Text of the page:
Lord Dunsany was an early 20th century fantasist whose writing inspired Tolkien, H. P. Lovecraft, and many others. He also invented a chess variant where one side has 32 pawns and no other pieces.
Lord Dunsany was one of the architects of modern fantasy writing. His short stories inspired almost every modern fantasist and a fair few other authors, including such luminaries as J. R. R. Tolkien, H. P. Lovecraft, Robert E. Howard, Arthur C. Clarke, Jack Vance, Michael Moorcock, Gene Wolfe, Clark Ashton Smith… he pretty much created the bibliography of my teenage years. He was also a big chess fan.
Now, when I say “big chess fan” you may imagine a merely recreational interest, but Dunsany was the first name in Irish chess for many years: he set chess puzzles for The Times and – as part of a simultaneous play exhibition match – managed to play the world chess champion to a draw. One of my favourite contributions to world chess, though, was the chess variant now known as Dunsany’s chess.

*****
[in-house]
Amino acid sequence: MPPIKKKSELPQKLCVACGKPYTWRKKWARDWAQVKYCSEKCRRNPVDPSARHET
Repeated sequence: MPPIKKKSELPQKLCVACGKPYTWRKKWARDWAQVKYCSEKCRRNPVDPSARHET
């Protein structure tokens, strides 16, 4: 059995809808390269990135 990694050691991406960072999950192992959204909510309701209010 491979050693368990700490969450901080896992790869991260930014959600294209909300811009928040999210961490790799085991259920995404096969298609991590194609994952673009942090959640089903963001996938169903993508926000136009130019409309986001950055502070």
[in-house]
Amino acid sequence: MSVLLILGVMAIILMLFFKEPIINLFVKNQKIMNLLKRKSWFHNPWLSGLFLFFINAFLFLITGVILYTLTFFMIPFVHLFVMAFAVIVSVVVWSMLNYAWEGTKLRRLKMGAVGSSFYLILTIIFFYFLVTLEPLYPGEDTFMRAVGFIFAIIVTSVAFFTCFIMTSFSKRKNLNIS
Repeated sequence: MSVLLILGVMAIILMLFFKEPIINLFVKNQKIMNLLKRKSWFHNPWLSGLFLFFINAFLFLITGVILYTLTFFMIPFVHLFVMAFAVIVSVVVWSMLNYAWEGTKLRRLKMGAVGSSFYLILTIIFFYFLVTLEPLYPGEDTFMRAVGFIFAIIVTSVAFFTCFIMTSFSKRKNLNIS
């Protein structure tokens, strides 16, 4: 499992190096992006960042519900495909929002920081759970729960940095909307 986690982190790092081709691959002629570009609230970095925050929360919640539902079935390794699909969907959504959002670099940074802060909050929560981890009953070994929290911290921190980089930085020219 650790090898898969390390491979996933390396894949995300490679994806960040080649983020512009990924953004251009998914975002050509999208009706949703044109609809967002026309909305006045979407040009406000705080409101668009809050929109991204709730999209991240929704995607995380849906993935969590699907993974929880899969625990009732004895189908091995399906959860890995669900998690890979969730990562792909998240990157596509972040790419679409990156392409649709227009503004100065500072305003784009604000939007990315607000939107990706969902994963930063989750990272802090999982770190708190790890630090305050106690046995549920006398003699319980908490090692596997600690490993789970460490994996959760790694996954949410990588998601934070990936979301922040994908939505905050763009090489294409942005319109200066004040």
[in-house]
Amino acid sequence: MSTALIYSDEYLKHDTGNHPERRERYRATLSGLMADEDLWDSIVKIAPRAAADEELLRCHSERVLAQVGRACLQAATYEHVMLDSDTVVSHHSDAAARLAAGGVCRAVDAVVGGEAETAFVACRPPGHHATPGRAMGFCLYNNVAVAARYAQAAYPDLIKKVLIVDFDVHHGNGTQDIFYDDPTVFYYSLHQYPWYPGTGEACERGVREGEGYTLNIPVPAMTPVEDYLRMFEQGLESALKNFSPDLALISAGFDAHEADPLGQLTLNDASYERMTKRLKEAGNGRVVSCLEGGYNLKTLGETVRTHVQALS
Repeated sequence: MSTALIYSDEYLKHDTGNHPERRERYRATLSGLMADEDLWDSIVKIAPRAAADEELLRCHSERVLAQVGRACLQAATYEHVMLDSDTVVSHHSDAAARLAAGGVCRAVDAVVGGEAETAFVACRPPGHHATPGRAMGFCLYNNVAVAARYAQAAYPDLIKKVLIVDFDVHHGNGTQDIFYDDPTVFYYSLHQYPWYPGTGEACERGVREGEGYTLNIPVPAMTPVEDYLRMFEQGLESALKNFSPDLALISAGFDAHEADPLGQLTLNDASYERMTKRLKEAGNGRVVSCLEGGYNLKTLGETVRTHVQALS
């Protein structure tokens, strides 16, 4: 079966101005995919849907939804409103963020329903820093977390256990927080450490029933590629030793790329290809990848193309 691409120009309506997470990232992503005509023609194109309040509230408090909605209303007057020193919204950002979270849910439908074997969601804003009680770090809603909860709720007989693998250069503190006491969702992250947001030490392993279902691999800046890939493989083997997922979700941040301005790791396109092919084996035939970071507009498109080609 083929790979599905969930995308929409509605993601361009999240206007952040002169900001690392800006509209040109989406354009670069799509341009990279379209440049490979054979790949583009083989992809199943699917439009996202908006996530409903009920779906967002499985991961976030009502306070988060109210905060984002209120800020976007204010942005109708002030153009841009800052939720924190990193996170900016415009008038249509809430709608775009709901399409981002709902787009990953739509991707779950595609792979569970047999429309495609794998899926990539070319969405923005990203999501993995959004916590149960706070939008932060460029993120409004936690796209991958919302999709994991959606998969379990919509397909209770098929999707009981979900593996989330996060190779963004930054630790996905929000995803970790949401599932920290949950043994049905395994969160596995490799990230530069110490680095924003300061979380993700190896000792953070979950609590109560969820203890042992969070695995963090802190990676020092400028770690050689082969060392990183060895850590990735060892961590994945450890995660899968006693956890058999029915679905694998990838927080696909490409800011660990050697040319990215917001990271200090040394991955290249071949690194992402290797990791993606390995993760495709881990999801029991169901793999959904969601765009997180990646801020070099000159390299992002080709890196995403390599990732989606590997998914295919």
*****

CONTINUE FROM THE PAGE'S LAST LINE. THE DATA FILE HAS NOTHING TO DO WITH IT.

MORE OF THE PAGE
Dunsany’s chess is played exactly like regular chess, but with a tiny set of variations. Black plays with a standard set of pieces; white plays only with pawns… 32 of them. Yes, white’s entire side of the board is full of pawns and nothing else. White wins the game if they successfully checkmate black. Black wins if they manage to capture every single one of those pawns.
Black moves first, and White cannot advance their pawns more than one step forwards at any time.
It’s a surprisingly fun variant. Black has to find a way to take pawns without losing pieces; white has to advance carefully without opening up any gaps for black to exploit. There’s an online version you can try out in the links below.
(End note: every source I can find claims that Dunsany invented this variant in 1942, but tracking down the original source for it has proven to be much more difficult. Consider this origin story plausible but unverified until you hear otherwise!)
[Via Futility Closet]